Sunday, January 19, 2014

How thin is "too thin"?

Apologies for my lack of recent posts, I've only had this blog for a month or so and am already neglecting it, however after going back to college I have been exhausted constantly and have been only able to tackle things that I can achieve lying down with my eyes shut!

Today I am going to be writing a bit of a different post, obviously a lot of this is my own opinions and I want to advise you not to read on if you are easily triggered by discussion of weight and eating. For the last two or three weeks I have wanted to post on this blog about what I bought in the sales, or my makeup favourites or even tutorial/cooking posts, but I just couldn't do it. I couldn't make myself pretend to be chirpy about fashion when in reality I have been too tired to focus on the things I normally enjoy. Therefore today I am going to be discussing exactly how thin, "too thin" is, I can really only scrape this topic in a blog post but I will give it a go.

Ever since I have been small I have associated being thin with being happy. It wasn't like I believed that if you were bigger, you weren't a good person, or you weren't capable of achieving important things. I just thought that somehow, if I was skinnier all the problems I had would be solved. That somehow it would make me happier, more popular or more likeable. It doesn't matter whether I am 90 lbs or 190lbs I will still be the same person, realistically, if someone likes you more because your thinner, then frankly they aren't a real friend.

I started off earlier this year wanting to shift a bit of weight, I was over 10 and a half stone and felt unhealthy, unfit and unattractive, I then reached my goal of 10 stone. But I couldn't stop there, I then wanted to be 9 stone 10lbs, then 9 stone 6lbs, until I found myself at 8 stone 10 lbs, still feeling if I could just loose a little bit more then I would be happier, feel stronger. I am over 5'8' so of course, I know deep down that being much lighter won't be healthy but it is addictive, and there is a small part of me that felt comfortable being in the danger zone. My sister suffered with an eating disorder so I was well aware of the destructiveness, but it didn't stop me from wanting to constantly "beat" those around me, as if being underweight would make me better.
This was me in June at just under 10 stone 7lbs, when I still had a healthy attitude to food.

I don't exactly believe that the media encourages women to be thinner, but I do think that a lot of the health trends that are boasted as being safe ways to loose weight are actually promoting an unhealthy attitude to food. That in fact a lot of social media that promotes itself as being a "fitness" source is in fact responsible for a lot of ugly habits.  One of the biggest trends is the "clean eating" seen plastered all over instagram, this in itself says to women that food that isn't fruit or vegetables is "dirty". That we should feel guilty for eating foods that have any fat in them, or aren't the bare minimum we need to fuel ourselves. The sad thing is that these posts are not even marketing themselves as "pro ana" (that is a whole other awful kettle of fish" but are instead claiming to have a healthy attitude to diet. Women should not be encouraging each other to feel guilty about eating. Obviously over indulgence is a bad thing, but the occasional slice of cake isn't going to make you fat, in fact the average person needs at least 25%- 35% of their diet to be made up of fat.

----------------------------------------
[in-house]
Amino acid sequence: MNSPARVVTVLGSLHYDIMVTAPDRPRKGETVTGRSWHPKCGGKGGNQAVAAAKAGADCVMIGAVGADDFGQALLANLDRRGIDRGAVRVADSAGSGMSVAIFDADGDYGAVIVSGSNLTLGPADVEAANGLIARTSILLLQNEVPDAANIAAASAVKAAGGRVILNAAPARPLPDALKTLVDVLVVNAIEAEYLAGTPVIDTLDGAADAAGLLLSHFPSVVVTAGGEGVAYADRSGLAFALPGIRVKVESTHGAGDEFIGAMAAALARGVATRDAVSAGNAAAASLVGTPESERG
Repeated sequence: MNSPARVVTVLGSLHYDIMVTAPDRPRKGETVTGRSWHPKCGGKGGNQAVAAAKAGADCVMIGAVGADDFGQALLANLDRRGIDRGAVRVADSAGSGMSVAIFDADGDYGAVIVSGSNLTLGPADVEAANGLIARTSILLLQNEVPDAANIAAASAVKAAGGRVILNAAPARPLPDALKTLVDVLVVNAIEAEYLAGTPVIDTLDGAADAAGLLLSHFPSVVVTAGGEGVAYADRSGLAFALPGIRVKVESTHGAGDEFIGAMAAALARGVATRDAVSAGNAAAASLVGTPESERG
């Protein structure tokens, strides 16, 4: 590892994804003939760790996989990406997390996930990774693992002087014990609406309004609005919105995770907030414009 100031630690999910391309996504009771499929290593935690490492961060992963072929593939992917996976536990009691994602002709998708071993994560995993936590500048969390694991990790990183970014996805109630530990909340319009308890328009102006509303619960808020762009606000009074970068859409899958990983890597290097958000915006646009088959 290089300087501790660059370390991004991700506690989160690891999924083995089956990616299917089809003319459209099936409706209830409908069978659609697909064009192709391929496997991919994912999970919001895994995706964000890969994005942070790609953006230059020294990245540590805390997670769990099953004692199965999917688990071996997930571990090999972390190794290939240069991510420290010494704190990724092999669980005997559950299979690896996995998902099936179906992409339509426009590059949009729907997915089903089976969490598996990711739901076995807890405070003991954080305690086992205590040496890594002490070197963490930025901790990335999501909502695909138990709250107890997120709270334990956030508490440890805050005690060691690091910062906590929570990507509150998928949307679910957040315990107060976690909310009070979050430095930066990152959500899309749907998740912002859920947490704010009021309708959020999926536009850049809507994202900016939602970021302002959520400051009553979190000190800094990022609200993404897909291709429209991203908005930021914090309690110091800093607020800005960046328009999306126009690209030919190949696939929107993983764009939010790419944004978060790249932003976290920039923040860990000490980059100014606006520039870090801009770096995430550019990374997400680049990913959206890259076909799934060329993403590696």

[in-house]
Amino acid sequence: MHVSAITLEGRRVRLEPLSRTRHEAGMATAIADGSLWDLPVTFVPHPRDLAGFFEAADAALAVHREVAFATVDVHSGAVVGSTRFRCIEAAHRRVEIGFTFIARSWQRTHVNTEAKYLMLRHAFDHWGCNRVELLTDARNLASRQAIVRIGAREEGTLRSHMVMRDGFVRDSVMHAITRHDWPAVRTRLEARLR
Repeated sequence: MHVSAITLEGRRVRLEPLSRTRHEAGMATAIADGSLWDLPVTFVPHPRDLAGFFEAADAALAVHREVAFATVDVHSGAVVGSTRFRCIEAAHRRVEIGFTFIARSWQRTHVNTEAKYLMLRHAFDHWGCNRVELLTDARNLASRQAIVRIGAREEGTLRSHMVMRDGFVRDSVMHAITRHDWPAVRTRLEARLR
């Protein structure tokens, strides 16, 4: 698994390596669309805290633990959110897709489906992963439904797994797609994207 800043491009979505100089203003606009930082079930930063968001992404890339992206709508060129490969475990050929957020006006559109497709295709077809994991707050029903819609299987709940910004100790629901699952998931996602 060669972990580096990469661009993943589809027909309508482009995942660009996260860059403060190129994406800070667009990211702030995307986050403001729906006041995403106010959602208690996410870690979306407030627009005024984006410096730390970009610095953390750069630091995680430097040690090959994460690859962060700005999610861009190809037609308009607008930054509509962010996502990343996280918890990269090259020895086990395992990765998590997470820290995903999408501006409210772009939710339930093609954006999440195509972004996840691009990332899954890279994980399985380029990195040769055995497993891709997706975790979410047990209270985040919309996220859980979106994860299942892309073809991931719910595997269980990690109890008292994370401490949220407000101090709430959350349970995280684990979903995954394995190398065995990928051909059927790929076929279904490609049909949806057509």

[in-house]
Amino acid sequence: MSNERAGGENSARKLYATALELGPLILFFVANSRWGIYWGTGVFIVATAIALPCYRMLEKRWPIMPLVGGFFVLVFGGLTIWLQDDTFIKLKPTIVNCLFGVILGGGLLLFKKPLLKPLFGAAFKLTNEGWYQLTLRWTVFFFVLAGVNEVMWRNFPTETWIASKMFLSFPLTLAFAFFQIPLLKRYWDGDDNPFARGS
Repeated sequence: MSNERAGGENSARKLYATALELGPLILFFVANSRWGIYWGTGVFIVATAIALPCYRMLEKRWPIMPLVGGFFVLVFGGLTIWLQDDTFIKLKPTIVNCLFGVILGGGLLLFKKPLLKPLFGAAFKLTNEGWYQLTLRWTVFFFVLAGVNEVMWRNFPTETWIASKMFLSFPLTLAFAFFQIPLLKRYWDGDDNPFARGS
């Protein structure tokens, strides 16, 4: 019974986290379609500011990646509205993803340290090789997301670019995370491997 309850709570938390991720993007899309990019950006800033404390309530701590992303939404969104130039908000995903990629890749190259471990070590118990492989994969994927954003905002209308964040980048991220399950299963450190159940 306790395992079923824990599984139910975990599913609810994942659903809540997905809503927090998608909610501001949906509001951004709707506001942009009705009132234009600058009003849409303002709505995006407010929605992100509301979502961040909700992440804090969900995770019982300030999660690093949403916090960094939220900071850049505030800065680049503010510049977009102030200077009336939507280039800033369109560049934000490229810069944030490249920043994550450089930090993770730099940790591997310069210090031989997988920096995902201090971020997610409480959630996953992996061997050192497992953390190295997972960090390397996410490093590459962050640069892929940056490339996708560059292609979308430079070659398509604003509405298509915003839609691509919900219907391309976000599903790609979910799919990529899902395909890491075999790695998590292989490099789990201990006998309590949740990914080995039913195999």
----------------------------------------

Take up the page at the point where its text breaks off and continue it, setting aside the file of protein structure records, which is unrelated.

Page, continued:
I personally don't read fashion magazines very often, finding them over priced and lacking in content, so I am not hugely influenced by them but I would say that tumblr, instagram and even twitter have played a large part in my obsession with being "thin". There is a general trend of glamorising eating disorders and being under weight as the "in" thing, obviously if you are naturally thin like Kate Moss etc. that is brilliant but I think there needs to be a bigger acceptance that not everybody can be tiny, you cannot change your genes, you cannot rip apart you skeleton and give yourself a wider thigh gap, longer legs or smaller shoulders. Women seem to love to make other women feel guilty about their eating habits, constantly searching for what is "normal", when really normal is a socially constructed idea, it doesn't exist beyond the walls of your own mind.

Rather then encouraging people to feel guilty about their eating, maybe we should celebrate the things they can achieve, humans are more than our weight and a life that revolves around calories and food is not a life being lived to the fullest. Instead of encouraging terms such as "clean eating" maybe we should encourage a healthy, balanced diet, Which yes will include cheese, milk and even chocolate if you want it to. Instead of encouraging everyone to aim to be someone else, we should encourage everyone, including ourselves to be happy with who we are, regardless of thighs, cheek bones, and ab definition.

So is there such thing as "too thin"? Of course there is, but health is more important then a number on the scales.

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